Leaving Home

Matt Whalen, Opinions Editor

In recent years, it’s become more and more of a trend to hate your high school. I understand why some people hate high school because of where they go, but it actually bothers me when people hate North Hills. If you compare our school to other schools across the country, or even across the state, North Hills looks like the greatest place on Earth. What you do in high school is completely reliant on you, and no one should blame North Hills for how you feel about high school.

I, like many other students graduating in the class of 2014, have lived in the North Hills for my entire life. Since a really young age, I’ve always been proud to be an Indian. If I still have any of my old McIntyre art projects, I’d bet more than half of them are red and white, and I think I hold the record for being the smallest youth football player in North Hills history. But most of all, North Hills gave me a very standard childhood. I was a typical suburban little kid, I have great memories from my childhood, and I’m sure plenty other people do, too. That’s something I’ll always be thankful for.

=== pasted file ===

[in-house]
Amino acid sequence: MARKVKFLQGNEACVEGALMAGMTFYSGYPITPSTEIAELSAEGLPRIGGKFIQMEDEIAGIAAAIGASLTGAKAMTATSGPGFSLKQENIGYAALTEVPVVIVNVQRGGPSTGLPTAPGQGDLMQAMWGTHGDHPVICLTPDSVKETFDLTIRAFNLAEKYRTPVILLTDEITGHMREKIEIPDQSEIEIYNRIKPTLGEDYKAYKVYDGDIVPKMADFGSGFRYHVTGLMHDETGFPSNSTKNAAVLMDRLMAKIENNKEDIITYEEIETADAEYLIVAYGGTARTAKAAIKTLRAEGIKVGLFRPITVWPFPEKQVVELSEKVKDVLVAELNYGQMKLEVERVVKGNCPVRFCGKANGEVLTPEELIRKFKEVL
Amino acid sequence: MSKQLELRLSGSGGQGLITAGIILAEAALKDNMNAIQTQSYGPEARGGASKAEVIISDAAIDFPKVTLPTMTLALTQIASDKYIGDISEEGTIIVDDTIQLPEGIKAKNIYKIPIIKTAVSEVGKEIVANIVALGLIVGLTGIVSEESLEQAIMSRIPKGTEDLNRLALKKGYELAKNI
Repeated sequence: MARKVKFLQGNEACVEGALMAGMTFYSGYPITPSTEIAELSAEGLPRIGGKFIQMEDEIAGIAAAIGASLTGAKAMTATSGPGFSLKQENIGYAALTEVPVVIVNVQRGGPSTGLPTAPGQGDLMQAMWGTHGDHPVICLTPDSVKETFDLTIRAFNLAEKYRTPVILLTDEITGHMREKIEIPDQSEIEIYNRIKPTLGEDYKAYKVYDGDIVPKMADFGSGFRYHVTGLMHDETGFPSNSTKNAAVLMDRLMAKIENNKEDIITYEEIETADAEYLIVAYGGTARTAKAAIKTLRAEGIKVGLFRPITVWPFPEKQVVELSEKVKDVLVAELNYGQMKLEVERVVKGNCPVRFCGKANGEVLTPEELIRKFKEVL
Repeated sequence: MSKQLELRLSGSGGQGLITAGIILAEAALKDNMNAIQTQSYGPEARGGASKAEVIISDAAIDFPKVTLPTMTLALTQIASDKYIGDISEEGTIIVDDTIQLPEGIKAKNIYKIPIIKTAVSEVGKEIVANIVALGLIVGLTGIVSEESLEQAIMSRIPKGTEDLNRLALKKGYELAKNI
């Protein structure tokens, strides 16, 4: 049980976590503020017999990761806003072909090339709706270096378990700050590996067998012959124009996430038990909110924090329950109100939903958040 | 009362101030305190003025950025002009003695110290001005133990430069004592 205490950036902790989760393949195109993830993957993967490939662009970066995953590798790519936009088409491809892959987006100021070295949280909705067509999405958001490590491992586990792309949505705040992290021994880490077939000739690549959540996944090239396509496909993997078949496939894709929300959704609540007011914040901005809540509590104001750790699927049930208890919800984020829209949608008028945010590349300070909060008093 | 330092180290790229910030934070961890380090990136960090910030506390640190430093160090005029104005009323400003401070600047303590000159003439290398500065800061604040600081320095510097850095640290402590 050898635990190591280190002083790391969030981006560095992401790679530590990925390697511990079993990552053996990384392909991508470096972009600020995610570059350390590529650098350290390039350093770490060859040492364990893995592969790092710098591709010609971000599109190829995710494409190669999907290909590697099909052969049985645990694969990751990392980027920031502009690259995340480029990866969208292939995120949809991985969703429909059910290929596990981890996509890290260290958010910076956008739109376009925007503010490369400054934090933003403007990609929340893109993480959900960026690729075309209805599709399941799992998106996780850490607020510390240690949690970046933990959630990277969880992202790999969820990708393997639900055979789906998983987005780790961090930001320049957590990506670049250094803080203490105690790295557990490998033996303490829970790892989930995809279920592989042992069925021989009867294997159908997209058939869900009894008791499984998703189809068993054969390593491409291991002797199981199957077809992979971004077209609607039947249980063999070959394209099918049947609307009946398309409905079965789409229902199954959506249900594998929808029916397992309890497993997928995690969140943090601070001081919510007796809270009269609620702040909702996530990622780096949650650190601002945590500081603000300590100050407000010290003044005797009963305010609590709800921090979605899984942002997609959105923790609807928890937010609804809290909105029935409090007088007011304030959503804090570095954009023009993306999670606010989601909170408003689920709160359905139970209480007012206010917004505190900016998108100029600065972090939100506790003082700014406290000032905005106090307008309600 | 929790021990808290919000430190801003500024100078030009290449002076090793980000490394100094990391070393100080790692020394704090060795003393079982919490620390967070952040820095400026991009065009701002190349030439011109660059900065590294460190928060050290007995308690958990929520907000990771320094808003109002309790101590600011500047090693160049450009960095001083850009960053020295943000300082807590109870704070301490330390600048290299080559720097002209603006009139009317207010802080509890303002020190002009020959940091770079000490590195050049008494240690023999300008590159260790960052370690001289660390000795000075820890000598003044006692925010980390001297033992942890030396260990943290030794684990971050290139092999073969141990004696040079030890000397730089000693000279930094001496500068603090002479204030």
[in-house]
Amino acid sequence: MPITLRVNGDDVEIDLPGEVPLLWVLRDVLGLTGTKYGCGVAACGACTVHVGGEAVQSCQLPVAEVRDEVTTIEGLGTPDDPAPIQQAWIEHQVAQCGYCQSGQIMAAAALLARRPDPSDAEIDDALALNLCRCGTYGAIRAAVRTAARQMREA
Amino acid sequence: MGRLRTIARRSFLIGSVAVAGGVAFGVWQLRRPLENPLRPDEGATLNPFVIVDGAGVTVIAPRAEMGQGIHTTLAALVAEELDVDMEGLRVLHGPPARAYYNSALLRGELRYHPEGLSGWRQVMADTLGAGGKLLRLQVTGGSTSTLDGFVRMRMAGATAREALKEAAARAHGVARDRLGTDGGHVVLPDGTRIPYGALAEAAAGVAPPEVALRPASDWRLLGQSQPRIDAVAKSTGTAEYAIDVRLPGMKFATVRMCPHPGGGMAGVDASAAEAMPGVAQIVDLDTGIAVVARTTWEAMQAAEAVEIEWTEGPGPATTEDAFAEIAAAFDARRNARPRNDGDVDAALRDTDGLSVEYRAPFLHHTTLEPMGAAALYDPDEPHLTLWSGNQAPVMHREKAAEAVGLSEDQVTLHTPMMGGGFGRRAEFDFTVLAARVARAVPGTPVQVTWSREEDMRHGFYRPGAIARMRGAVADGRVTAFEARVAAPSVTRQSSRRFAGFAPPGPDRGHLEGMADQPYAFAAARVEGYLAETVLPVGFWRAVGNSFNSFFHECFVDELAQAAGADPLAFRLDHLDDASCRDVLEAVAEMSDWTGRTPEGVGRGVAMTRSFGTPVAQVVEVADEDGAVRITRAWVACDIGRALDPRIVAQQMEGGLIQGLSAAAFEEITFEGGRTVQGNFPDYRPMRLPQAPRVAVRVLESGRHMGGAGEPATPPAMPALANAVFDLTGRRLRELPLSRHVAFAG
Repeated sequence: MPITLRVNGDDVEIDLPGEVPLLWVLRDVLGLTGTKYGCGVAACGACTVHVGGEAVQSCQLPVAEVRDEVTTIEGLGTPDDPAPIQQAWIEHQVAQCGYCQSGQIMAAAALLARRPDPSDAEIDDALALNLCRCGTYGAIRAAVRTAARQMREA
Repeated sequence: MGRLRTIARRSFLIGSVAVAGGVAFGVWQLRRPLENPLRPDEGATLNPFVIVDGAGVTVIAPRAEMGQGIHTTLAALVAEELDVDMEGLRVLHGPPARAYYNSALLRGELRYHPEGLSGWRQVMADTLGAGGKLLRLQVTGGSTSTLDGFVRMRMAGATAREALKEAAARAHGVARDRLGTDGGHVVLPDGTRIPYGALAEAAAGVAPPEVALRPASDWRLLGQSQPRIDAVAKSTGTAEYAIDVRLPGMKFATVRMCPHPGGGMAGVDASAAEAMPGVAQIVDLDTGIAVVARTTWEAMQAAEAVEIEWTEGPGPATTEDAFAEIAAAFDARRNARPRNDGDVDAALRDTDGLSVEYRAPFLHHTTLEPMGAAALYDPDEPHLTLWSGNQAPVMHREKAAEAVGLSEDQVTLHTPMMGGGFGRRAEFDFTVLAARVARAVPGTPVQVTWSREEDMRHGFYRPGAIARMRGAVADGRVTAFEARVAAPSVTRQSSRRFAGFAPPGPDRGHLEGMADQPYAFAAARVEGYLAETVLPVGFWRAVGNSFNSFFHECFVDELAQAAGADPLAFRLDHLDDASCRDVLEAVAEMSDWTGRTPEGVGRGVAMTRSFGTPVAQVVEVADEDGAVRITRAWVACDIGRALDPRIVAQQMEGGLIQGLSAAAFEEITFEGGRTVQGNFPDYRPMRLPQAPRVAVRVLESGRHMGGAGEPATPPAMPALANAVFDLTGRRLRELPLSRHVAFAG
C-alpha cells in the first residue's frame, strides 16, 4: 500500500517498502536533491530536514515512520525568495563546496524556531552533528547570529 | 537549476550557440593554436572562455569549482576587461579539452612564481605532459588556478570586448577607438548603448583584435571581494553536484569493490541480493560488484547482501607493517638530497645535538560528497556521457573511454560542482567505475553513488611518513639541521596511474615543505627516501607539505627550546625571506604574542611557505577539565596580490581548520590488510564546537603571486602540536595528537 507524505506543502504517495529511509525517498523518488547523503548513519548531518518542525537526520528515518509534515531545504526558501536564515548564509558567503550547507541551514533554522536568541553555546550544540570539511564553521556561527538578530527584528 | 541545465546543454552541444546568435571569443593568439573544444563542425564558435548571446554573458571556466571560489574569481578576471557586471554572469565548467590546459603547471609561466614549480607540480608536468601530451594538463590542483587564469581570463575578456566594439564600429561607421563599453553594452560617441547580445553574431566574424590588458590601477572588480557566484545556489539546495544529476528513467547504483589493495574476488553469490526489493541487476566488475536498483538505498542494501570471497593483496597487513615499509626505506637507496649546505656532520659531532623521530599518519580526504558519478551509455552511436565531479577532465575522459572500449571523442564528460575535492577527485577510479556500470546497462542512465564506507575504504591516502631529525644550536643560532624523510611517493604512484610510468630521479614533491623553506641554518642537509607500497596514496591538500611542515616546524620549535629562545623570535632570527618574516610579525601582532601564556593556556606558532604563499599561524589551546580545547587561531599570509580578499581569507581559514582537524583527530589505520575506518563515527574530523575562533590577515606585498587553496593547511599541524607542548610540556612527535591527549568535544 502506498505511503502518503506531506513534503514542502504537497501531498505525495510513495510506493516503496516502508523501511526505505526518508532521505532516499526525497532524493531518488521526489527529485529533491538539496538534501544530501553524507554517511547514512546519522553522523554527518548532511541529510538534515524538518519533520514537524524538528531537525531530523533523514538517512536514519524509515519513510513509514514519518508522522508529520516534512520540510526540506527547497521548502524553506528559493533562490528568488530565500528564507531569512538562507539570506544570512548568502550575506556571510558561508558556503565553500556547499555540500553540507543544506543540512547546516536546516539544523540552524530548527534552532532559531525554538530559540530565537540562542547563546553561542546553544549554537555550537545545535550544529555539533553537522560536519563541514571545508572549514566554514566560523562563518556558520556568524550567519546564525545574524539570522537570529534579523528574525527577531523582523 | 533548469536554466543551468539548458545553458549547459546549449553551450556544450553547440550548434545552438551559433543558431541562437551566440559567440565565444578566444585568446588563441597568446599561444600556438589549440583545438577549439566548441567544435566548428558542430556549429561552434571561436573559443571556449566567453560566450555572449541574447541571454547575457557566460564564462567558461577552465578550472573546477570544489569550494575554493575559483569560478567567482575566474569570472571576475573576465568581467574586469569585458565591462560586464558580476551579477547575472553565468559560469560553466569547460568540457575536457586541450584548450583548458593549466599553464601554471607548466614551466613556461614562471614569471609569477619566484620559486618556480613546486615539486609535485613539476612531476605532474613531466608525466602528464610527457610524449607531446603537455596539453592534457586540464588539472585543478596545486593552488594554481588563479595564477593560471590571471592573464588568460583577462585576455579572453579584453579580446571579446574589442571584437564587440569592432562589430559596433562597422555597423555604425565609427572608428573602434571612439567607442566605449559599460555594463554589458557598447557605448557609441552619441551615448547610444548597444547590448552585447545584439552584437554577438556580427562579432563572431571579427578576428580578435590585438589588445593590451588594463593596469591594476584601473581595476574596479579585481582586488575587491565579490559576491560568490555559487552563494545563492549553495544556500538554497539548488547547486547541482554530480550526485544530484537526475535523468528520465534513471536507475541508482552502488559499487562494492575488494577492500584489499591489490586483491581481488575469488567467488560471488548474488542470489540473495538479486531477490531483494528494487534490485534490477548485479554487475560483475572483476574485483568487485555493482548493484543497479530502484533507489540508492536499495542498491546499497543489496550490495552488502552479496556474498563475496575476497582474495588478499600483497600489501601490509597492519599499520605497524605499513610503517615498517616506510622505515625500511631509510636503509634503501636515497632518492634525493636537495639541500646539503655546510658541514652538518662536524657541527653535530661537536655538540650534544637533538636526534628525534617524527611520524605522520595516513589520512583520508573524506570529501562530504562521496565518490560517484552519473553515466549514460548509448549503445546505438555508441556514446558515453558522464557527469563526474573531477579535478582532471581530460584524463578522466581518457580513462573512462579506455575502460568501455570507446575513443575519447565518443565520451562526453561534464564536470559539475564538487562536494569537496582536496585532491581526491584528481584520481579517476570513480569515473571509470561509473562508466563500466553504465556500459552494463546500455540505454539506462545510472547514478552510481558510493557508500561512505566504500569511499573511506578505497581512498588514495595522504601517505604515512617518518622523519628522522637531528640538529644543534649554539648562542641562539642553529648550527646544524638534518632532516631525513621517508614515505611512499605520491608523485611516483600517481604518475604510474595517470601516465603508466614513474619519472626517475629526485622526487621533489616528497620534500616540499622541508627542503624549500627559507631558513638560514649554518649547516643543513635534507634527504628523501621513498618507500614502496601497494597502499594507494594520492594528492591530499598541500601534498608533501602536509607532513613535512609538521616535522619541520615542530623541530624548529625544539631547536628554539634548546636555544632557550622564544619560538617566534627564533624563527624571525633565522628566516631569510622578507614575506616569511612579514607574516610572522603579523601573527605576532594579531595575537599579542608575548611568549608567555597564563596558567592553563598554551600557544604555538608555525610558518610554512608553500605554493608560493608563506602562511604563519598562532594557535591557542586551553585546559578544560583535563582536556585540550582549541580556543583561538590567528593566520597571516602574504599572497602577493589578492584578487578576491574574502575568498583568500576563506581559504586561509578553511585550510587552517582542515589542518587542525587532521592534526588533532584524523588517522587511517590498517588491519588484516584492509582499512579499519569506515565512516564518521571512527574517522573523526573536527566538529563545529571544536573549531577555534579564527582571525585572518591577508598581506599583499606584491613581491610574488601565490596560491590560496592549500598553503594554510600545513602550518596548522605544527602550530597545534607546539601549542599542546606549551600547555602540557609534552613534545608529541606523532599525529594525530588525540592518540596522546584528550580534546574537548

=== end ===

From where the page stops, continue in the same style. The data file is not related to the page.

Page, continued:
What happens to you during your high school life is completely dependent on your actions and the people you surround yourself with. If you’re walking up and down the halls completely miserable and complaining about how bad North Hills is on social media, 95% of the time that’s on you. Everyone who attends this school should be ecstatic about how great we have it. For everything this school has done for all of us, it actually makes me mad that so many people are so ungrateful. For the last 18 years of our lives, we owe so many of the happy moments we’ve ever had to North Hills School District. I understand that people are excited to graduate and go on to college, and I understand that people are getting sick of the same old thing every day, but neither of those are good reasons to complain about high school and constantly talk down on North Hills. I’m going to miss North Hills a lot, just like many other people will. I’m going to miss walking up the sidewalk every morning and seeing the school in the distance. I’m going to miss seeing my friends in school every day. I’m going to miss spending Friday nights at Martorelli. I’m going to miss the neighborhood I grew up in and driving past my old elementary school. No matter where I am or where I’ll go, I’ll always be proud that for the first 18 years of my life, I was a North Hills Indian, and I’m always going to miss North Hills.